1. This appeal is by the decree holder. The question at issue between the parties is whether the Munsif had jurisdiction to execute the decree in question. The respondent brought a suit under Section 106, Bengal Tenancy Act. The appellant was defendant 3, The suit was dismissed by the Assistant Settlement Officer. The respondent appealed : but instead of prosecuting his appeal on the merits he applied to the Special Judge for leave to withdraw the suit with liberty to institute a fresh suit on the same cause of action. This prayer was allowed: but a sum of Rs. 64 was awarded to the appellant as costs. The appellant prayed for execution to the Collector who was the ex-officio settlement officer and the Collector sent the case to the Munsif for execution.
2. The contention of the respondent before the Munsif was that the Munsif had no jurisdiction to execute a decree for costs passed by the Special Judge. The Munsif overruled the objection and the respondent appealed. The Subordinate Judge held that the Munsif had no jurisdiction to execute the decree for costs but did not decide the other points which arose for his consideration. My attention has been drawn to some decisions dealing with execution proceedings in an ordinary civil Court in the case of decrees passed by a Revenue Officer. None of them, however, is directly in point. In the well-known Privy Council decision in Nilmoni Singh Deo v. Taranath Mukherje ('83) 9 Cal. 295, their Lordships had to consider the question of rent suits tried by a Revenue Officer under Act 10 of 1859. It was held that such decrees can be executed by civil Courts to whom they are transferred in another district. The decision turned upon the interpretation of the term 'civil Court' in that Act, and is of no direct help. In Jit Lal Singh v. Kamaleswari Prosad ('14) 1 A.I.R. 1914 Cal. 678, it was certainly laid down that some decrees passed by a Revenue Court may be executed in a civil Court. I may also refer to Ram Lochan Singh v. Kumar Newaz Prosad Singh ('09) 36 Gal. 252.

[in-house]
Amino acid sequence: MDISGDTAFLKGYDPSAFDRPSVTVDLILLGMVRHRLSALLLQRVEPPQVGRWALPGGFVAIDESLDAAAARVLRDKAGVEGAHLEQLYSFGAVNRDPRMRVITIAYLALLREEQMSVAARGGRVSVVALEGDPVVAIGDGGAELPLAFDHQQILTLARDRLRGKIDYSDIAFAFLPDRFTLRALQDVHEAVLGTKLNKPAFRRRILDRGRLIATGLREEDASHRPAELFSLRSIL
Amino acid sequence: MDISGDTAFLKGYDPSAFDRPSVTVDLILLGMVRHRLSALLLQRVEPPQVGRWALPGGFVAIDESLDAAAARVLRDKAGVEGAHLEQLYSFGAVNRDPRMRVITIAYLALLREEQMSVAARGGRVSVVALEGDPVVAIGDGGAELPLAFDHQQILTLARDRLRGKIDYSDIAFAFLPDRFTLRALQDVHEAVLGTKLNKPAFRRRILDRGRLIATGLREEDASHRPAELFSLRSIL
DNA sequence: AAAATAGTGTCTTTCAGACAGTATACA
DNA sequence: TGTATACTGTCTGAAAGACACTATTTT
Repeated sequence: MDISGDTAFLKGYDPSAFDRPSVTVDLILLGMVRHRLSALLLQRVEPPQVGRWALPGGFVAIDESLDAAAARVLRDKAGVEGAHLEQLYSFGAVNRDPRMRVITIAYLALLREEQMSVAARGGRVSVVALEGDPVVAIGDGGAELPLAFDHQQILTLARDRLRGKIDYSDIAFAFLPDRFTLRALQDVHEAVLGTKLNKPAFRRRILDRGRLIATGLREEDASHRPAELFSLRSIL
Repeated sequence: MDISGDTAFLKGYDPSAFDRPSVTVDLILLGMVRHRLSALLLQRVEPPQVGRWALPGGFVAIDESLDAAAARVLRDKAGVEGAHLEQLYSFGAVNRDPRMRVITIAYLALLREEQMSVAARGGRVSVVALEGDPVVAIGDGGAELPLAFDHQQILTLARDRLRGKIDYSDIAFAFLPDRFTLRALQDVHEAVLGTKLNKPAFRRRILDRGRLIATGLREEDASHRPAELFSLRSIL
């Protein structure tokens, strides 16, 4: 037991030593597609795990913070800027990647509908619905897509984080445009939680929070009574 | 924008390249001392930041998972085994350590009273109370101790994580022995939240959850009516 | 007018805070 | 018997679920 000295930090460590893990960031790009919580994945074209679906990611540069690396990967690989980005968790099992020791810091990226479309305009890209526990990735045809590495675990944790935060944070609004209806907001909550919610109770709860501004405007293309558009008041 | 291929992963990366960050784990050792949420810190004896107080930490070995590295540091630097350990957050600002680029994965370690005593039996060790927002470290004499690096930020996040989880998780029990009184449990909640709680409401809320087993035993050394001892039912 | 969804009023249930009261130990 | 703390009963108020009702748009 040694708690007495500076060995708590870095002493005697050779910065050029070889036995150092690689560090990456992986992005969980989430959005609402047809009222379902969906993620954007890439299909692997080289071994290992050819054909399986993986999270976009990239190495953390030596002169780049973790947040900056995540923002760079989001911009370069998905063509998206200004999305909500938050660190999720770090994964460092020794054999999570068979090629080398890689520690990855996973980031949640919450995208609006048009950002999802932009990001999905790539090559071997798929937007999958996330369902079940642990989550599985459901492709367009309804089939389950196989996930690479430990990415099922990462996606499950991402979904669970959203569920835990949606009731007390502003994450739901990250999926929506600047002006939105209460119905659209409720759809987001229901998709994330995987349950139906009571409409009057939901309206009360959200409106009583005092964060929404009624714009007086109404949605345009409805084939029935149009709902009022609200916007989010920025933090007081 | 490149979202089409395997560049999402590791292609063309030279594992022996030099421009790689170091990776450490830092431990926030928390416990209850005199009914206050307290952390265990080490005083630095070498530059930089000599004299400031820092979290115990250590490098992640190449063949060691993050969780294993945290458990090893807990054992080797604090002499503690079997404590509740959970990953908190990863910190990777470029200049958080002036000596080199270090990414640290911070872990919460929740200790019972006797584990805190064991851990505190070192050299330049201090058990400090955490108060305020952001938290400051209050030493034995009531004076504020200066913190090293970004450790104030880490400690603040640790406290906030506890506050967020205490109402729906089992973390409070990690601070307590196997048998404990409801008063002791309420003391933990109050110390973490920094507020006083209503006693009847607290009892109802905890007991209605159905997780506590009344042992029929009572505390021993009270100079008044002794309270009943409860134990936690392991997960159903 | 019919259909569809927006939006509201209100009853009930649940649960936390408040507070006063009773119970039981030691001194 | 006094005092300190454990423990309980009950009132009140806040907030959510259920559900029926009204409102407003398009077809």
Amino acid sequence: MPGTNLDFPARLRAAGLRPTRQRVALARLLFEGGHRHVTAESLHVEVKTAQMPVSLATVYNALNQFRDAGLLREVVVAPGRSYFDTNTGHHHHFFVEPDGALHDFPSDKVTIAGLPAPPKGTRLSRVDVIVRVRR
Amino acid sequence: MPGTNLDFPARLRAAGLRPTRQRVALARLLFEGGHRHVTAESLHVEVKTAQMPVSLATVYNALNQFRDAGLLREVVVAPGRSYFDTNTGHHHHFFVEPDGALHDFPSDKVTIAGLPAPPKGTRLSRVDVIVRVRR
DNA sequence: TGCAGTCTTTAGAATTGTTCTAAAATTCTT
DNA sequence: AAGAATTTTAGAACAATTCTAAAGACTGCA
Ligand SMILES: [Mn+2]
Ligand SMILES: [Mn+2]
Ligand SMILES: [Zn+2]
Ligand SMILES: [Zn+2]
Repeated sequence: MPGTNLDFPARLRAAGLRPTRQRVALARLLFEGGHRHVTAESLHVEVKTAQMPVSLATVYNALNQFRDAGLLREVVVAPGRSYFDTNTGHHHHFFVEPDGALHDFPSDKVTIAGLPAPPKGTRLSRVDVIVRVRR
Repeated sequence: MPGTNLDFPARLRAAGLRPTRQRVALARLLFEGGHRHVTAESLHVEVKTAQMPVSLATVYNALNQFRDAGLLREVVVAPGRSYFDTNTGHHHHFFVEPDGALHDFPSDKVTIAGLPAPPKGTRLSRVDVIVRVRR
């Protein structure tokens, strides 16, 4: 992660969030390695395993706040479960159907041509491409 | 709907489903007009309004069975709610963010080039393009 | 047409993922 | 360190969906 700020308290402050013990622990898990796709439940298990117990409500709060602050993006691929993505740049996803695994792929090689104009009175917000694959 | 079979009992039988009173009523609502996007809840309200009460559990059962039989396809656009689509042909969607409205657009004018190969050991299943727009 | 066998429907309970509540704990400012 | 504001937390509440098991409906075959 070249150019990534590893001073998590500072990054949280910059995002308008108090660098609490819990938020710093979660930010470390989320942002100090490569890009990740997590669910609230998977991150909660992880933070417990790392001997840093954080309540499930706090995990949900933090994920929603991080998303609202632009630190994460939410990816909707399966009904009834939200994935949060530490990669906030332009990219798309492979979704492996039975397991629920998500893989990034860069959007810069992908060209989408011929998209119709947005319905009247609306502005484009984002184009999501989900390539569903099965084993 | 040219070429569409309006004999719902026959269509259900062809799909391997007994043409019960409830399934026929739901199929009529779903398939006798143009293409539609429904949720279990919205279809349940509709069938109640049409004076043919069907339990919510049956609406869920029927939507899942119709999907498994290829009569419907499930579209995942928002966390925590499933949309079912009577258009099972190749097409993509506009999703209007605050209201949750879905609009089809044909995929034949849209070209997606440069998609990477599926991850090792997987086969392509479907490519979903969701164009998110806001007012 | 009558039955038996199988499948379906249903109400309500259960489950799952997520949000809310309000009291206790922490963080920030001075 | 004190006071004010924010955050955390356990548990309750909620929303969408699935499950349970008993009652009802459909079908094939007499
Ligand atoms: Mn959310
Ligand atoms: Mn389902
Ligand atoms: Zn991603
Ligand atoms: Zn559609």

3. In the present case the question depends upon the terms of Section 107, Bengal Tenancy Act. In addition to providing for the procedure to be adopted by the Revenue Officer, it also provides that his decision in every such proceeding shall have the force and effect of a decree of a civil Court. In my judgment those words are sufficiently wide to include the procedure for transferring decrees for execution and, if that is so, there is no reason to cut down the words to mean that such a decree can only be sent to another Revenue Officer. One special argument advanced by Mr. Roy is based on the fact that the order made in this particular case did not amount to a decree, that is to say, even if the decree for costs made by the Assistant Settlement Officer could be transferred to a civil Court, the decree for costs made by the Special Judge could not, as his order does not amount to a decree. In my judgment there is no substance in this distinction. The decision shall have the effect of a decree of a civil Court and the decision that the respondent is to pay costs to the appellant has the effect of an order for costs made by a civil Court. The order of the lower Appellate Court is accordingly set aside and the case is remanded to him for determination on the other points raised in the appeal. Costs in this Court will abide the result--hearing fee one gold mohur.